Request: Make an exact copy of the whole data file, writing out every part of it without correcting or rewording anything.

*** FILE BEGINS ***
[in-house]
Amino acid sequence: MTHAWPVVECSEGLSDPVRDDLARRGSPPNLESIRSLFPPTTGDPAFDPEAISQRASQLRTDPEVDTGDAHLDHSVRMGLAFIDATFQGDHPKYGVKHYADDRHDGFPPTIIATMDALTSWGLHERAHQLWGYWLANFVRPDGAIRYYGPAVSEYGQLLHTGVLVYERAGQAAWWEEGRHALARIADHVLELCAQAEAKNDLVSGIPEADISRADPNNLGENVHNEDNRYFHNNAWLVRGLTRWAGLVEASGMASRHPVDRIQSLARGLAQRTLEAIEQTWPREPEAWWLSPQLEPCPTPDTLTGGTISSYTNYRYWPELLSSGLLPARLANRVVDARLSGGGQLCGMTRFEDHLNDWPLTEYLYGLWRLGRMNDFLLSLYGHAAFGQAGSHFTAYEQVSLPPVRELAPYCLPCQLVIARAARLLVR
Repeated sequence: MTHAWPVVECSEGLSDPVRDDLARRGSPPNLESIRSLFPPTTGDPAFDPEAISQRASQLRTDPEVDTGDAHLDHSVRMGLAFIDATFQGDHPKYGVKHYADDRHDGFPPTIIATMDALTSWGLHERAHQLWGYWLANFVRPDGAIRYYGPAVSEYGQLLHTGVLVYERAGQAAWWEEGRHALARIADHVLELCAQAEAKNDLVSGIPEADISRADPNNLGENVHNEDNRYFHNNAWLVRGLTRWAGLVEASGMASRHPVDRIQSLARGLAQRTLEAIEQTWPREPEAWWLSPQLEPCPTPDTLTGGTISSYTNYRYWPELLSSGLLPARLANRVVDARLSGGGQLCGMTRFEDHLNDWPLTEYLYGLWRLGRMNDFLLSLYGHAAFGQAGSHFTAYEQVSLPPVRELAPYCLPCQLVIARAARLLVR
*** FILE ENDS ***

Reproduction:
[in-house]
Amino acid sequence: MTHAWPVVECSEGLSDPVRDDLARRGSPPNLESIRSLFPPTTGDPAFDPEAISQRASQLRTDPEVDTGDAHLDHSVRMGLAFIDATFQGDHPKYGVKHYADDRHDGFPPTIIATMDALTSWGLHERAHQLWGYWLANFVRPDGAIRYYGPAVSEYGQLLHTGVLVYERAGQAAWWEEGRHALARIADHVLELCAQAEAKNDLVSGIPEADISRADPNNLGENVHNEDNRYFHNNAWLVRGLTRWAGLVEASGMASRHPVDRIQSLARGLAQRTLEAIEQTWPREPEAWWLSPQLEPCPTPDTLTGGTISSYTNYRYWPELLSSGLLPARLANRVVDARLSGGGQLCGMTRFEDHLNDWPLTEYLYGLWRLGRMNDFLLSLYGHAAFGQAGSHFTAYEQVSLPPVRELAPYCLPCQLVIARAARLLVR
Repeated sequence: MTHAWPVVECSEGLSDPVRDDLARRGSPPNLESIRSLFPPTTGDPAFDPEAISQRASQLRTDPEVDTGDAHLDHSVRMGLAFIDATFQGDHPKYGVKHYADDRHDGFPPTIIATMDALTSWGLHERAHQLWGYWLANFVRPDGAIRYYGPAVSEYGQLLHTGVLVYERAGQAAWWEEGRHALARIADHVLELCAQAEAKNDLVSGIPEADISRADPNNLGENVHNEDNRYFHNNAWLVRGLTRWAGLVEASGMASRHPVDRIQSLARGLAQRTLEAIEQTWPREPEAWWLSPQLEPCPTPDTLTGGTISSYTNYRYWPELLSSGLLPARLANRVVDARLSGGGQLCGMTRFEDHLNDWPLTEYLYGLWRLGRMNDFLLSLYGHAAFGQAGSHFTAYEQVSLPPVRELAPYCLPCQLVIARAARLLVR